The new owners of the dogs all kept in touch and a website was used to coordinate activities, such as collective walks, and to collect pictures and host a forum. Timber was not part of the "R Nest" but as a Garafiano, also imported through Stichting AAI, we joined in the activities of the group and the website. That (ie this!) website, garafiano.nl, eventually passed down to us.
The dog from the "R Nest" that most resembled a Garafiano was Amigo, an enthusiastic, friendly dog who took part in many of the walks organised by the forum. We were saddened yesterday, 2015-01-09, to learn of the death of Amigo. He'll be sorely missed after 14 or so years and our condolences go out to Wilma and family.]]>
Either that of the leaves change colour to match his coat.
In any case, it works. Sometimes he's hard to spot.
Spot the dog. Enjoying the suns and the warmth in November!
A bit more obvious in this one.
But in this one he merges in very nicely.
And here too!
Since I haven't posted for some while, this is a catchup, prompted by the sight of the beast below this last week.
This particular example was found in Baarnse Bos fairly early in the morning, rushing to get across a path before it was found by any other living creature. Timber ignored it, but I stopped to take photographs.
I came across one in Lage Vuursche last year and WhatsApped a picture to the grandchildren, who were enjoying a barbecue at the time and didn't appreciate the suggestion to bring it round and put it on the grill.
It wouldn't have fed very many people anyway, and neither would the little chap in the next picture, which I found during a walk in Lage Vuursche with my sister. It's a tiny Wren chick, stranded on a path with no-one round to help it.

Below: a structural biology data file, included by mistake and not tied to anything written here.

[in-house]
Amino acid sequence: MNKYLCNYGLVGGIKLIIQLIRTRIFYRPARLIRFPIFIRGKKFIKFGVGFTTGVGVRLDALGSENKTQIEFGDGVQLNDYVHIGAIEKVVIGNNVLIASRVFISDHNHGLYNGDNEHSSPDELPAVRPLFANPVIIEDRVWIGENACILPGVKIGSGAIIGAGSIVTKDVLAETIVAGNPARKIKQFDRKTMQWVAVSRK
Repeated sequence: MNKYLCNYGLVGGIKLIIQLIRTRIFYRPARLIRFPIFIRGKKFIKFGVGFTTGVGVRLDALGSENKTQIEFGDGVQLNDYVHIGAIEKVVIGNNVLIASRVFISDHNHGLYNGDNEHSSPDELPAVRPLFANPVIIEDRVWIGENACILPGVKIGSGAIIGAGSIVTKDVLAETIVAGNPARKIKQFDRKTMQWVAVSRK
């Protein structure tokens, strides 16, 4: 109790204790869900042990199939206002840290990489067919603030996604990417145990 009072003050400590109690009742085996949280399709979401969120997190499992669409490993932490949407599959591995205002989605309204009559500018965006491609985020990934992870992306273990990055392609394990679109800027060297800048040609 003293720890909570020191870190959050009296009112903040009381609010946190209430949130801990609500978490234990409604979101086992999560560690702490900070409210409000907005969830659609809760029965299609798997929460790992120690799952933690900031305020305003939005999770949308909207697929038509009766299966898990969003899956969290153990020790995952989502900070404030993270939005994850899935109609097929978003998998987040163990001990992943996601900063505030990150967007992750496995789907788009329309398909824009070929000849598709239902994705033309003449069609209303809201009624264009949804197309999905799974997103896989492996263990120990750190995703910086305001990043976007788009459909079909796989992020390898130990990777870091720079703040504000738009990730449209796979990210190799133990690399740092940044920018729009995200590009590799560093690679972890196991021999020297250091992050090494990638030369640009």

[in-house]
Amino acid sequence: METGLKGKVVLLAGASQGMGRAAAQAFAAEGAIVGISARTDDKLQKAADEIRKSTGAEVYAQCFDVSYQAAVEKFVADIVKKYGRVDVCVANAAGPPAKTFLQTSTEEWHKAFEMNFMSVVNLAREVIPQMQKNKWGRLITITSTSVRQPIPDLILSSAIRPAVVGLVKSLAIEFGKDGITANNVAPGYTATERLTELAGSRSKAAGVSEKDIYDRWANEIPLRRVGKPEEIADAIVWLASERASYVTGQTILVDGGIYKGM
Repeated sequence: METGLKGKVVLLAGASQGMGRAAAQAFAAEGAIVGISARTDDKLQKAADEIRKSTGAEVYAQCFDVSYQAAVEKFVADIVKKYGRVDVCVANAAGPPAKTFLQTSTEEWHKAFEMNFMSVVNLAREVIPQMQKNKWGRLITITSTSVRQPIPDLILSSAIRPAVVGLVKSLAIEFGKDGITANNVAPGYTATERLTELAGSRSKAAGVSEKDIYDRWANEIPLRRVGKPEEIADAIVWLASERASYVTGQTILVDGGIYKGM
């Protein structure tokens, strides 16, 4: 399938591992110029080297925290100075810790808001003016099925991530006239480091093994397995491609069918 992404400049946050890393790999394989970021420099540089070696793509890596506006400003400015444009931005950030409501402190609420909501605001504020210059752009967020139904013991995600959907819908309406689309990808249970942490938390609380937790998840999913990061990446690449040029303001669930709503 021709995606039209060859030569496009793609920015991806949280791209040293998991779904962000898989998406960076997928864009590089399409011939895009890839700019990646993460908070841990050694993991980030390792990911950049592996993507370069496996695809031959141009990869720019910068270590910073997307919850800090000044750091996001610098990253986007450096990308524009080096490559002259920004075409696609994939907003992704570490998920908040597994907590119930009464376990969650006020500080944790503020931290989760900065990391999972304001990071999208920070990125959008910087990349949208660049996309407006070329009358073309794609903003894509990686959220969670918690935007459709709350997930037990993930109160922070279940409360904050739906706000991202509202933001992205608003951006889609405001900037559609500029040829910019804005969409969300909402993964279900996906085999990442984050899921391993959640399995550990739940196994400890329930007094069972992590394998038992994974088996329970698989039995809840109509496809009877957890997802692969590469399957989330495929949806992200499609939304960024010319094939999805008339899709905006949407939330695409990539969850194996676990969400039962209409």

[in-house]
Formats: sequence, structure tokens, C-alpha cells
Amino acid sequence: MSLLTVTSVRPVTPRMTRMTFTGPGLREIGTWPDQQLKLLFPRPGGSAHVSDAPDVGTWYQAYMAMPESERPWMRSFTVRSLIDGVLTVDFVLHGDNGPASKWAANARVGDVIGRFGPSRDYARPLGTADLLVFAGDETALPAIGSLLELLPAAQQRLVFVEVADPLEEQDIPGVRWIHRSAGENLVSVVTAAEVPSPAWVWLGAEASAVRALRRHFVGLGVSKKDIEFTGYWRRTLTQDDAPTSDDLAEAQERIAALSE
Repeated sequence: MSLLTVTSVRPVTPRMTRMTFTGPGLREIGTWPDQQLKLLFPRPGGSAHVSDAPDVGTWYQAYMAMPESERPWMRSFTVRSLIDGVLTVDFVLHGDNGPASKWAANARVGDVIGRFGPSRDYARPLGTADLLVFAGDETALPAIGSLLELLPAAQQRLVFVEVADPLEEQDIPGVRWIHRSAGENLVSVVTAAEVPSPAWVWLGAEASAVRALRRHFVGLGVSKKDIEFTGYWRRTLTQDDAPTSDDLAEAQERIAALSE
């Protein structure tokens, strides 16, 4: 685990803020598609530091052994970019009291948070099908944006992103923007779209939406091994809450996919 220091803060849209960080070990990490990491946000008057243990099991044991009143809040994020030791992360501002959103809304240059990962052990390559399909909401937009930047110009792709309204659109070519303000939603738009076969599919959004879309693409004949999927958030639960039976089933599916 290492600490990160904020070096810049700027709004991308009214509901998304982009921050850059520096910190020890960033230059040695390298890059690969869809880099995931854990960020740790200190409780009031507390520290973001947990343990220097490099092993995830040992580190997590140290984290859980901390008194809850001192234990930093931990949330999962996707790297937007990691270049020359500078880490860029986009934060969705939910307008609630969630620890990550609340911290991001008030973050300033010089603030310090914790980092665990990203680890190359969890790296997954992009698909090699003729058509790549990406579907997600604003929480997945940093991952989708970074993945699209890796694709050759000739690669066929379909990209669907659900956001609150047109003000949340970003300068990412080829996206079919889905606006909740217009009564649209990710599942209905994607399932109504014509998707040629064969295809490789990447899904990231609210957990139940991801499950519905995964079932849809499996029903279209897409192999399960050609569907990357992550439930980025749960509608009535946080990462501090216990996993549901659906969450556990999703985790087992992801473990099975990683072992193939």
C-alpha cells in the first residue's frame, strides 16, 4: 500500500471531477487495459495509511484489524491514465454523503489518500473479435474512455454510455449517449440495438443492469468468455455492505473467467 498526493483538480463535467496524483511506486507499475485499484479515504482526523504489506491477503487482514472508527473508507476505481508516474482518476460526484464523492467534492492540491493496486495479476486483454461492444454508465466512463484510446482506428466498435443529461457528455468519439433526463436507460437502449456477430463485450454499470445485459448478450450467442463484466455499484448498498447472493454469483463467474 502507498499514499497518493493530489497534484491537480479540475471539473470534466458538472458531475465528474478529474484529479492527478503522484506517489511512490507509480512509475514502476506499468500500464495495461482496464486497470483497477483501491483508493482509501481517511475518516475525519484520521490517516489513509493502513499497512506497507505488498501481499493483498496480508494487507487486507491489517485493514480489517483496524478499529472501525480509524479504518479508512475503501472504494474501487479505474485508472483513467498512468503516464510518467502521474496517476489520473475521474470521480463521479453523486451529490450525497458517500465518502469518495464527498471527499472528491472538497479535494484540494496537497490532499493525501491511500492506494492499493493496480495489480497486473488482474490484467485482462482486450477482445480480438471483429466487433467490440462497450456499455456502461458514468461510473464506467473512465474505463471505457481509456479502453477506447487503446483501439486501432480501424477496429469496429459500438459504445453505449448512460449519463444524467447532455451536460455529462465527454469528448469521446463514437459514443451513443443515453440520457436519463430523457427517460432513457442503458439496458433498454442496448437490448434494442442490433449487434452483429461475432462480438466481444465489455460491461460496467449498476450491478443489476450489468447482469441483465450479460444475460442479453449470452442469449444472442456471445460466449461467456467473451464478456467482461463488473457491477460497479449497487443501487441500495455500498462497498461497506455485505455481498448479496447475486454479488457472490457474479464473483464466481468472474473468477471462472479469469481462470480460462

We couldn't help it either so we made sure it was off the path, in the grass, and safe out of sight.
The sequence of shots here tells a story.
A Heron enjoying a bit of fishing from its log floating in the Kleine Kom in Baarnse Bos.
Along come Timber and, since it's hot, goes for a paddle. The heron is not concerned by Timber.
He is concerned with the photographer, so he takes off for the far side of the Kom.
He settles down on the far side, keeping an eye on both of us.
As I was walking in that direction anyway, he gets concerned again and takes off again.
This time he perched on top of a tree and scowl at both dog and man.
I saw a post on Facebook from Stichting AAI recently showing an ice lolly for dogs, made out of a tooth cleaner and dry dog food, made in a plastic cup in the freezer. Seemed simple enough, and the weather was really hot, so why not try it?
We had all the ingredients and tools, and this was the result.
Delicious! And so, would Timber take to it? A little careful at first as he wasn't sure what it was. A tentative lick.
OK, that's not so bad. And now to investigate in more detail.
So that was good. And the next day he had another! A great success.
No need to ask who won this race.
He can still move when he wants, but it hurts nowadays. (I'm talking about Timber!)
After taking the photos, he saw a couple of deer and went chasing after them, but he was soon back again, knackered.
And then ready to go again.
We'll have to find a bigger tree at this rate.